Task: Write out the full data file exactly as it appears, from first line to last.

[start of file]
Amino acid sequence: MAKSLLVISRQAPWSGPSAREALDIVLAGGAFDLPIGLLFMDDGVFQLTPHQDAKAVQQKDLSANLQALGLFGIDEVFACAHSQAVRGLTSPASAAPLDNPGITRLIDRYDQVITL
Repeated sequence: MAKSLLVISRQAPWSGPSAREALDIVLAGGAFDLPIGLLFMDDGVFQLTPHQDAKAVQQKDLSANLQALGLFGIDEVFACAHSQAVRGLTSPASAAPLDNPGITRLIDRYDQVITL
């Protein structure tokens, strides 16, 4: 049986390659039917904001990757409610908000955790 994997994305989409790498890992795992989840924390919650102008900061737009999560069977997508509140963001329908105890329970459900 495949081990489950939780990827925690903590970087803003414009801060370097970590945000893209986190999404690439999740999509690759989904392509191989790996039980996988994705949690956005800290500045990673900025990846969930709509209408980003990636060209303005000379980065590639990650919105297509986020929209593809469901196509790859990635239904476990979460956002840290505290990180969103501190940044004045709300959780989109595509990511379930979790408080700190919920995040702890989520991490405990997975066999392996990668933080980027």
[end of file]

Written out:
Amino acid sequence: MAKSLLVISRQAPWSGPSAREALDIVLAGGAFDLPIGLLFMDDGVFQLTPHQDAKAVQQKDLSANLQALGLFGIDEVFACAHSQAVRGLTSPASAAPLDNPGITRLIDRYDQVITL
Repeated sequence: MAKSLLVISRQAPWSGPSAREALDIVLAGGAFDLPIGLLFMDDGVFQLTPHQDAKAVQQKDLSANLQALGLFGIDEVFACAHSQAVRGLTSPASAAPLDNPGITRLIDRYDQVITL
């Protein structure tokens, strides 16, 4: 049986390659039917904001990757409610908000955790 994997994305989409790498890992795992989840924390919650102008900061737009999560069977997508509140963001329908105890329970459900 495949081990489950939780990827925690903590970087803003414009801060370097970590945000893209986190999404690439999740999509690759989904392509191989790996039980996988994705949690956005800290500045990673900025990846969930709509209408980003990636060209303005000379980065590639990650919105297509986020929209593809469901196509790859990635239904476990979460956002840290505290990180969103501190940044004045709300959780989109595509990511379930979790408080700190919920995040702890989520991490405990997975066999392996990668933080980027």